UNREST and concern in Hong Kong appears to be continuing, and for all accounts there does not seem to be an end date in sight. While the Smartraveller Travel Advice remains at level 2 – Exercise a high degree of caution, which has not changed for some time now, the uneasiness is dragging on much longer than many in the travel industry would have hoped for.
It is in fact a very tricky and complex situation; even though there appears to be a pattern forming to the unrest providing some predictability, it is not by any means a science. So the question on the minds of many in the Australian travel industry is, what should I advise my clients to do and should they continue with plans to Hong Kong?We can only draw on the many sources of information available to us, including the myriad of consumer media outlets reporting the blow-by-blow situation as it unfolds, the Smartraveller website, our own individual contacts and links from clients or staff who may have travelled to Hong Kong recently, as well as any local and bureau advice that we may have access to.
Of course, the tricky part of all of this is that it is historical - there is no way of knowing what will happen tomorrow, and the situation could change rapidly. I have had two visits to Hong Kong since the unrest commenced, including an overnight stay, and while there is a higher degree of security at the airport since the raid by protestors, it was by all accounts a typical visit to Hong Kong.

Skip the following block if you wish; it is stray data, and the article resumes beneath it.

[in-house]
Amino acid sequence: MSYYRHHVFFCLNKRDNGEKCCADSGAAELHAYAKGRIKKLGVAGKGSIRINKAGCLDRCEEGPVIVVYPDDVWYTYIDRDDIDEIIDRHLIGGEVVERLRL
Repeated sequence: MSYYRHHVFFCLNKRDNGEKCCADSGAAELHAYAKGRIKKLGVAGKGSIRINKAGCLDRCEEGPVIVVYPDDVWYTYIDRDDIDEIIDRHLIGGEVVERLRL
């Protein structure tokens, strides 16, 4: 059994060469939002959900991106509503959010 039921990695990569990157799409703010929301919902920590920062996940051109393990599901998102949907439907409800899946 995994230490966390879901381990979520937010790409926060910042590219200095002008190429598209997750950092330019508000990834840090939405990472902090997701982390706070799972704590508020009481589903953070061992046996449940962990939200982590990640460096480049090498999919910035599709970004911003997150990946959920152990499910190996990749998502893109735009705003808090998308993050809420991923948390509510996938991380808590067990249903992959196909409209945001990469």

Now for every story like mine, I have had others who recount different experiences, which makes it all the more difficult to give solid advice as to what approach the travel industry should take. At the end of the day however, it really does come down to the individual who is travelling or the company that is sending an employee to make that call. We are all only as good as the advice we can draw on, so while I have been getting many requests for “What should I say?” and “What should I do?”, I think the best advice is to apply your own judgement on this one. If the opportunity arose for me to travel to Hong Kong over the next six to eight weeks, would I go? My answer to this is yes. As a regular international traveller and one that has done several trips this year to mainland China, I would still choose to go.
However, an elevation by Department of Foreign Affairs and Trade (DFAT) to the travel advisory would likely prompt me to re-consider any travel plans I may have to Hong Kong. Those working in the travel industry should refer to a combination of sources to stay informed of the situation in Hong Kong, and use their discretion in order to form the best advice for travellers.